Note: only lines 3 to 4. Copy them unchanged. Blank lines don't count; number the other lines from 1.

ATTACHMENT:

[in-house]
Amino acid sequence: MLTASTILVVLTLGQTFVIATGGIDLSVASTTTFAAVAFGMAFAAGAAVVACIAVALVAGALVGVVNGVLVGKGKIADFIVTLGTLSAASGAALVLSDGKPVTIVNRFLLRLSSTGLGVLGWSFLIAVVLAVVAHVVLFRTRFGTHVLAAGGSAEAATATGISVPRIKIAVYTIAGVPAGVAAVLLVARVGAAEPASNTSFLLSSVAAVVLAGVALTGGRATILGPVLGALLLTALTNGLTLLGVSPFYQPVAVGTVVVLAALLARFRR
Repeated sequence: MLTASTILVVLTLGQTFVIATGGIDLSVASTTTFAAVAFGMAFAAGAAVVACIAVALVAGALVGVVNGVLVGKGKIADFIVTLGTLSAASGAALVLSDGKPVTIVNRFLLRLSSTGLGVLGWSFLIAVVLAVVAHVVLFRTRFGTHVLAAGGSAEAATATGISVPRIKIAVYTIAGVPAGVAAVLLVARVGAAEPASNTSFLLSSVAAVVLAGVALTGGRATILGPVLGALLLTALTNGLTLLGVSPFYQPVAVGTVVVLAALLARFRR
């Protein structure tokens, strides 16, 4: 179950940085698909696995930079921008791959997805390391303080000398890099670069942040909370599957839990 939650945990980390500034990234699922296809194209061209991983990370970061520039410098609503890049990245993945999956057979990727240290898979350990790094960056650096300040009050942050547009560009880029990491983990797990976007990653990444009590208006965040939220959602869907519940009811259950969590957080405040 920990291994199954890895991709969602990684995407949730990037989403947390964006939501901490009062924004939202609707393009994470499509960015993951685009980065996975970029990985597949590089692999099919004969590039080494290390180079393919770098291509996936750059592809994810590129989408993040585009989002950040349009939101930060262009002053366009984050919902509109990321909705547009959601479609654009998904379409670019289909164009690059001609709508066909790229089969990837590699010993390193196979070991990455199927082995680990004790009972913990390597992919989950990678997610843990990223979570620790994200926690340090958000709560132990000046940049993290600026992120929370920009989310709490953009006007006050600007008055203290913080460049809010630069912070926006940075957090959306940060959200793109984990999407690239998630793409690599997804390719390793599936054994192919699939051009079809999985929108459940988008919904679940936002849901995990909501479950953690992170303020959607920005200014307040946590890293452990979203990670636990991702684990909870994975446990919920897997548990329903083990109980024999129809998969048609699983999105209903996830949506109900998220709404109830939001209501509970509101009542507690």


Repeated sequence: MLTASTILVVLTLGQTFVIATGGIDLSVASTTTFAAVAFGMAFAAGAAVVACIAVALVAGALVGVVNGVLVGKGKIADFIVTLGTLSAASGAALVLSDGKPVTIVNRFLLRLSSTGLGVLGWSFLIAVVLAVVAHVVLFRTRFGTHVLAAGGSAEAATATGISVPRIKIAVYTIAGVPAGVAAVLLVARVGAAEPASNTSFLLSSVAAVVLAGVALTGGRATILGPVLGALLLTALTNGLTLLGVSPFYQPVAVGTVVVLAALLARFRR
């Protein structure tokens, strides 16, 4: 179950940085698909696995930079921008791959997805390391303080000398890099670069942040909370599957839990 939650945990980390500034990234699922296809194209061209991983990370970061520039410098609503890049990245993945999956057979990727240290898979350990790094960056650096300040009050942050547009560009880029990491983990797990976007990653990444009590208006965040939220959602869907519940009811259950969590957080405040 920990291994199954890895991709969602990684995407949730990037989403947390964006939501901490009062924004939202609707393009994470499509960015993951685009980065996975970029990985597949590089692999099919004969590039080494290390180079393919770098291509996936750059592809994810590129989408993040585009989002950040349009939101930060262009002053366009984050919902509109990321909705547009959601479609654009998904379409670019289909164009690059001609709508066909790229089969990837590699010993390193196979070991990455199927082995680990004790009972913990390597992919989950990678997610843990990223979570620790994200926690340090958000709560132990000046940049993290600026992120929370920009989310709490953009006007006050600007008055203290913080460049809010630069912070926006940075957090959306940060959200793109984990999407690239998630793409690599997804390719390793599936054994192919699939051009079809999985929108459940988008919904679940936002849901995990909501479950953690992170303020959607920005200014307040946590890293452990979203990670636990991702684990909870994975446990919920897997548990329903083990109980024999129809998969048609699983999105209903996830949506109900998220709404109830939001209501509970509101009542507690």